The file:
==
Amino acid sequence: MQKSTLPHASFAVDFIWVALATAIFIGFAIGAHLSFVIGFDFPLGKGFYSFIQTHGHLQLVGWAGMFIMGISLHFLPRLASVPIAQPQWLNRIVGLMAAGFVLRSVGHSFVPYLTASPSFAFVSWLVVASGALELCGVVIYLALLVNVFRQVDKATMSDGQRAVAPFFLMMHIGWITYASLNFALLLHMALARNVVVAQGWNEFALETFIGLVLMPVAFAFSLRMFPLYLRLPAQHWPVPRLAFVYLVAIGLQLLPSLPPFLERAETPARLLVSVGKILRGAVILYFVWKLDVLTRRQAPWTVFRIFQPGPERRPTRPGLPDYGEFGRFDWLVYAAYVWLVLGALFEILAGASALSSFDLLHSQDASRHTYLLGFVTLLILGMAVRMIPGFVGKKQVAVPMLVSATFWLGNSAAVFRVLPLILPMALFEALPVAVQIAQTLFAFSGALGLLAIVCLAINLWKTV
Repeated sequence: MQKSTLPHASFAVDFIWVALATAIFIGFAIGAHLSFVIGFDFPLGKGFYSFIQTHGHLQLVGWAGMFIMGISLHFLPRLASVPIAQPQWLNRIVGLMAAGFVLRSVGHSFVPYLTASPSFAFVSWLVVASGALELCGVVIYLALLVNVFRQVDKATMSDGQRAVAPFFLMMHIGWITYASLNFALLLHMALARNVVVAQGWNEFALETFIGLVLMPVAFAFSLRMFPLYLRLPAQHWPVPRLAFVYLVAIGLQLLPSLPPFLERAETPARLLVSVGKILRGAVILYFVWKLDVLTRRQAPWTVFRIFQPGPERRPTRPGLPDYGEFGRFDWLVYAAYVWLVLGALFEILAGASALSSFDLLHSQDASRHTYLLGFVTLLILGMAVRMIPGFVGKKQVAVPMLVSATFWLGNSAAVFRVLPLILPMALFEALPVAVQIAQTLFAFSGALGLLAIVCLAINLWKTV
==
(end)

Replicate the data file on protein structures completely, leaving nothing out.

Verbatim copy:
Amino acid sequence: MQKSTLPHASFAVDFIWVALATAIFIGFAIGAHLSFVIGFDFPLGKGFYSFIQTHGHLQLVGWAGMFIMGISLHFLPRLASVPIAQPQWLNRIVGLMAAGFVLRSVGHSFVPYLTASPSFAFVSWLVVASGALELCGVVIYLALLVNVFRQVDKATMSDGQRAVAPFFLMMHIGWITYASLNFALLLHMALARNVVVAQGWNEFALETFIGLVLMPVAFAFSLRMFPLYLRLPAQHWPVPRLAFVYLVAIGLQLLPSLPPFLERAETPARLLVSVGKILRGAVILYFVWKLDVLTRRQAPWTVFRIFQPGPERRPTRPGLPDYGEFGRFDWLVYAAYVWLVLGALFEILAGASALSSFDLLHSQDASRHTYLLGFVTLLILGMAVRMIPGFVGKKQVAVPMLVSATFWLGNSAAVFRVLPLILPMALFEALPVAVQIAQTLFAFSGALGLLAIVCLAINLWKTV
Repeated sequence: MQKSTLPHASFAVDFIWVALATAIFIGFAIGAHLSFVIGFDFPLGKGFYSFIQTHGHLQLVGWAGMFIMGISLHFLPRLASVPIAQPQWLNRIVGLMAAGFVLRSVGHSFVPYLTASPSFAFVSWLVVASGALELCGVVIYLALLVNVFRQVDKATMSDGQRAVAPFFLMMHIGWITYASLNFALLLHMALARNVVVAQGWNEFALETFIGLVLMPVAFAFSLRMFPLYLRLPAQHWPVPRLAFVYLVAIGLQLLPSLPPFLERAETPARLLVSVGKILRGAVILYFVWKLDVLTRRQAPWTVFRIFQPGPERRPTRPGLPDYGEFGRFDWLVYAAYVWLVLGALFEILAGASALSSFDLLHSQDASRHTYLLGFVTLLILGMAVRMIPGFVGKKQVAVPMLVSATFWLGNSAAVFRVLPLILPMALFEALPVAVQIAQTLFAFSGALGLLAIVCLAINLWKTV